(LR) Aiden Aslin, Shaun Pinner and Saudun Brahim

Ukrainian war: two British fighters sentenced to death in a separatist zone, according to Russian state media | world news

Two Britons captured by Russian forces while fighting in Ukraine have been sentenced to death, Russian news agency RIA Novosti reported.

Aiden Aslin, 28, and Shaun Pinner, 48, have been accused of being mercenaries, another Russian news agency said.

They were captured in Mariupol in April during the intense struggle for control of the port city, before appearing in court in the breakaway Donetsk People’s Republic (DPR).

They reportedly admitted to “training for terrorist activities”.

A third man, Moroccan national Saaudun Brahim, was also reportedly sentenced to death.

The sanctions were handed down by the DPR Supreme Court, RIA said.

The men were found guilty of “mercenary activities and actions aimed at seizing power and overthrowing the constitutional order of the DPR”, Interfax news agency quoted a court official as saying.

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(LR) Aiden Aslin, Shaun Pinner and Saudun Brahim

The Russian military has argued that what it considers foreign mercenaries fighting for Ukraine are not combatants.

A long prison sentence is the best they can hope for if caught, Moscow said.

They risk facing a firing squad if the sentence is carried out.

The trio are the first foreign fighters to be convicted by Russian-backed separatists and have a month to appeal.

They will, their lawyer said.

Another British fighter captured by pro-Russian forces, Andrew Hill35, awaiting trial.

Foreign Secretary Liz Truss said she “totally condemns” the sentencing, describing it as a “fictitious judgment without any legitimacy”.

She tweeted: “They are prisoners of war. We continue to do all we can to support them.”

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Aiden Aslin and Shaun Pinner speak to Sky News before being detained

The Prime Minister’s official spokesman said Mr Aslin and Mr Pinner ‘should not be prosecuted’.

He commented: “We are obviously deeply concerned about this.

“We have repeatedly said that prisoners of war should not be exploited for political purposes.

“You know that under the Geneva Convention, prisoners of war are entitled to combatant immunity and should not be prosecuted for participation in hostilities.

“We will therefore continue to work with the Ukrainian authorities to try to secure the release of all British nationals who were serving in the Ukrainian Armed Forces and who are being held as prisoners of war.”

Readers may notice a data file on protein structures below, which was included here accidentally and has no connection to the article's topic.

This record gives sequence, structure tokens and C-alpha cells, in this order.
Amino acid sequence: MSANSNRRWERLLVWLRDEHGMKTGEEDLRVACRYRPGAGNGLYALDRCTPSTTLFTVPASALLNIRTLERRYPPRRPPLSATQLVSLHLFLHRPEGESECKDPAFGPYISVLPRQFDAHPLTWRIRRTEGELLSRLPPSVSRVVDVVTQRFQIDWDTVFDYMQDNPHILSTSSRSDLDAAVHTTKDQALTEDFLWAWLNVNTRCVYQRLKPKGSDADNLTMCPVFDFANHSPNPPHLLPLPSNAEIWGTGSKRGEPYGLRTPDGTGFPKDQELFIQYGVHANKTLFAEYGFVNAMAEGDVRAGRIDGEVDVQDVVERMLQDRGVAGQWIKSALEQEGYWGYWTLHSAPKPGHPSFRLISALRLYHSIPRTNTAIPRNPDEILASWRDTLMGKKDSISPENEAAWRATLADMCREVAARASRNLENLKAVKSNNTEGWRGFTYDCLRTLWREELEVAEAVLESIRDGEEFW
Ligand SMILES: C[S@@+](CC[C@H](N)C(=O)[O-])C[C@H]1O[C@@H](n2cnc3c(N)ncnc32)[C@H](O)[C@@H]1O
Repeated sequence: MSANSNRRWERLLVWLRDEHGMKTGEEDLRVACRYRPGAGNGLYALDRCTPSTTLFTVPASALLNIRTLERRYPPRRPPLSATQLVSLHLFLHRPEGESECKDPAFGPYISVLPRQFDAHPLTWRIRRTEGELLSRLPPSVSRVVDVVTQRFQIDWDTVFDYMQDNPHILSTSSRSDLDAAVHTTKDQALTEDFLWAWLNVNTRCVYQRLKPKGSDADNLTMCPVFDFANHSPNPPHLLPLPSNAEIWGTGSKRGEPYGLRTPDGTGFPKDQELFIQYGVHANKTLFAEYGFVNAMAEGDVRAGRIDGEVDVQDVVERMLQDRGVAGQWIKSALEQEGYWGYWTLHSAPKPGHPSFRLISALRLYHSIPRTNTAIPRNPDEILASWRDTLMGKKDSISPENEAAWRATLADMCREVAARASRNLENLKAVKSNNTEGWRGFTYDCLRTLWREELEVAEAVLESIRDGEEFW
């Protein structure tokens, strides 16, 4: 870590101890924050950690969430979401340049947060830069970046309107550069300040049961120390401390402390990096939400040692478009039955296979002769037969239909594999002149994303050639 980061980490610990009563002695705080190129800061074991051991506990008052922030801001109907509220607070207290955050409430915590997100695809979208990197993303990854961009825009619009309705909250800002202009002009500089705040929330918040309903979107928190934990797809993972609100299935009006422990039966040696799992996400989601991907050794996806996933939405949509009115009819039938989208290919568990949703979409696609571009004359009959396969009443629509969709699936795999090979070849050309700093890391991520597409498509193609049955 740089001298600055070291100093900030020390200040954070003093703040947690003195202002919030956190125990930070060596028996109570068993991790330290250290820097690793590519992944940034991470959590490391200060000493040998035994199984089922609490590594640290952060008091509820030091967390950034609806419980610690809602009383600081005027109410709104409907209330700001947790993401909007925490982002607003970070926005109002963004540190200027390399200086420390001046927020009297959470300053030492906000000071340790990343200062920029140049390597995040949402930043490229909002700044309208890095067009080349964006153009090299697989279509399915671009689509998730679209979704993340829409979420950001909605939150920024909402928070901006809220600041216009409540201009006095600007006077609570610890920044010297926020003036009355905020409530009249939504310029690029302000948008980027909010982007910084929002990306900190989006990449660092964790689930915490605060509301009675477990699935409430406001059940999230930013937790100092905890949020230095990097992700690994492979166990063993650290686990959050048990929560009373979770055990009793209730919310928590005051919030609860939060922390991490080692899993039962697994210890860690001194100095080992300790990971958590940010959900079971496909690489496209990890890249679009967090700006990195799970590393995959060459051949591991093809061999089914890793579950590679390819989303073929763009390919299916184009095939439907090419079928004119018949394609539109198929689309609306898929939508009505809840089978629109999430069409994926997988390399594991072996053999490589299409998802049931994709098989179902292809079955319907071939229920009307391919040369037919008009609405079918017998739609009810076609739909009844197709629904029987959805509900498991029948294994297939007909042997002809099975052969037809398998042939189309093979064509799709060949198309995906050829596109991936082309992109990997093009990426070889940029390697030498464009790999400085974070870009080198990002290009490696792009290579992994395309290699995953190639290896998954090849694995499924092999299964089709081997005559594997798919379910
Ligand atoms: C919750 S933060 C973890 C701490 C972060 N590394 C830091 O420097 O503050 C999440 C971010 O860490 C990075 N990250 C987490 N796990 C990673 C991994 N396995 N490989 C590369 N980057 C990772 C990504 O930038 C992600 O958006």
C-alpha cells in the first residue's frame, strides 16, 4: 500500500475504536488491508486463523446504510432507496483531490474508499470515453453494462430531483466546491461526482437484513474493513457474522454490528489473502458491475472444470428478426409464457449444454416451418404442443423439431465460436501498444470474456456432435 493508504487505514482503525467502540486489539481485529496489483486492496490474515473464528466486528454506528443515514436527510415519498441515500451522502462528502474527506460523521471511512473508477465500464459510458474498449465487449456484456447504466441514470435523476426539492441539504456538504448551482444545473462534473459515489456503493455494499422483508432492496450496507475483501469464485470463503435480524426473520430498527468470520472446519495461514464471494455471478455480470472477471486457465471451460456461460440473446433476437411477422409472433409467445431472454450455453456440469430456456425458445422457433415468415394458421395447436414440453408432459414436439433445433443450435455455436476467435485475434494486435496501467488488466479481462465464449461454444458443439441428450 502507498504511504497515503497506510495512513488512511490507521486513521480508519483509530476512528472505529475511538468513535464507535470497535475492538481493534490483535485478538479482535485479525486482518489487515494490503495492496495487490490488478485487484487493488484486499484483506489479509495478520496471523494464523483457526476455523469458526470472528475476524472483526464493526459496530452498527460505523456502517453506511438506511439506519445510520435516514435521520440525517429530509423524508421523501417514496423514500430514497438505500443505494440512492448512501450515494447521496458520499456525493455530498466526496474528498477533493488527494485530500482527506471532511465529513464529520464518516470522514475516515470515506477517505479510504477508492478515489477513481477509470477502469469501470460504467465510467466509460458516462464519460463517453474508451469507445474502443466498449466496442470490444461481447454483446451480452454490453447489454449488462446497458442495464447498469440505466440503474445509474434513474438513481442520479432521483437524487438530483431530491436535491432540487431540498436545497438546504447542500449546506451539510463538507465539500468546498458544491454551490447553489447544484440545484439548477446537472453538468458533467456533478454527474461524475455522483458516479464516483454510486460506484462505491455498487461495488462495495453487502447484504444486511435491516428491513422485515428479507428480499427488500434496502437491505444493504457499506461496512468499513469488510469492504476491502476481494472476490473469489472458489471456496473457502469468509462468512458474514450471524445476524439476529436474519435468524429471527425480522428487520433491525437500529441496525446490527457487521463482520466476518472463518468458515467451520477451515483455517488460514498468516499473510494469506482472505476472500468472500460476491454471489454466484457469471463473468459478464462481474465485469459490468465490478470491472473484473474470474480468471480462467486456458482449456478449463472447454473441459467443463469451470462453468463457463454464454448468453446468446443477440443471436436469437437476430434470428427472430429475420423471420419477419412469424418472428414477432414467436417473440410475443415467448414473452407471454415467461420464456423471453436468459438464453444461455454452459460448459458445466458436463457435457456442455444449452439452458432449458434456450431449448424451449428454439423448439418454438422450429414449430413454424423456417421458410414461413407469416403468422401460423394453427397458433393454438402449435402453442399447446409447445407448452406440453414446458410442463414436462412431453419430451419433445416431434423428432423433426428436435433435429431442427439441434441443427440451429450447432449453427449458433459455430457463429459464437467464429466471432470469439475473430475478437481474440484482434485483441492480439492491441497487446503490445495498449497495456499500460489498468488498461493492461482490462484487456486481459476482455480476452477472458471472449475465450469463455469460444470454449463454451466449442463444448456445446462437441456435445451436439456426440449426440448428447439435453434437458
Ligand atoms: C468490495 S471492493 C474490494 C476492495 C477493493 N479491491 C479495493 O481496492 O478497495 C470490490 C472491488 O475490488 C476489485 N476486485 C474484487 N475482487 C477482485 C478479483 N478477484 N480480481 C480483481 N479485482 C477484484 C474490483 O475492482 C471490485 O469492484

Footage previously shared by RIA on social media appeared to show a translator asking Mr Aslin if he would plead guilty to an offence, to which he replied: “Yes”.

In the video, the two Britons stand in the Supreme Court dock alongside Mr Brahim.

Mr. Pinner reportedly admitted “having seized power by force”.

The 48-year-old was filmed in April saying he had been captured while defending Mariupol, his adopted city.

His family stressed at the time that he was “not a volunteer or a mercenary, but was officially serving in the Ukrainian army”.

He told Sky News a few months ago that he was on his fourth tour of duty in Ukraine after serving in the British Army for nine years, that he had lived in the country since 2018 and that he had a Ukrainian wife.

Shaun Pinner's family have shared a photo of the 48-year-old former British Army soldier
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Mr Pinner’s family have shared a photo of the 48-year-old former British Army soldier

Mr Aslin’s family said on Tuesday it was ‘a very sensitive and emotional time’ and that they were working with the Ukrainian government and the UK Foreign Office to try to free the 28-year-old.

“Aiden is a much loved and dearly missed man, and we hope he will be released very soon,” they said in a statement.

The former nursing home worker joined the Ukrainian Armed Forces as a Marine in 2018, applied for citizenship and has a Ukrainian fiancée.

Former Tory cabinet minister Robert Jenrick condemned what he said were “false accusations” facing the two Britons and accused Russia of a “completely outrageous breach of international law”.

Referring to Mr Aslin, Mr Jenrick told the BBC: ‘He is a British citizen, but also holds Ukrainian citizenship, (who) joined the Ukrainian Armed Forces in the normal way before the illegal invasion of (Vladimir) Putin, and served in the armed forces.

“He was taken prisoner by Russian forces and in accordance with international law and the Geneva Convention, he should be appropriately detained and returned to Ukraine as soon as possible, possibly through a prisoner exchange.”

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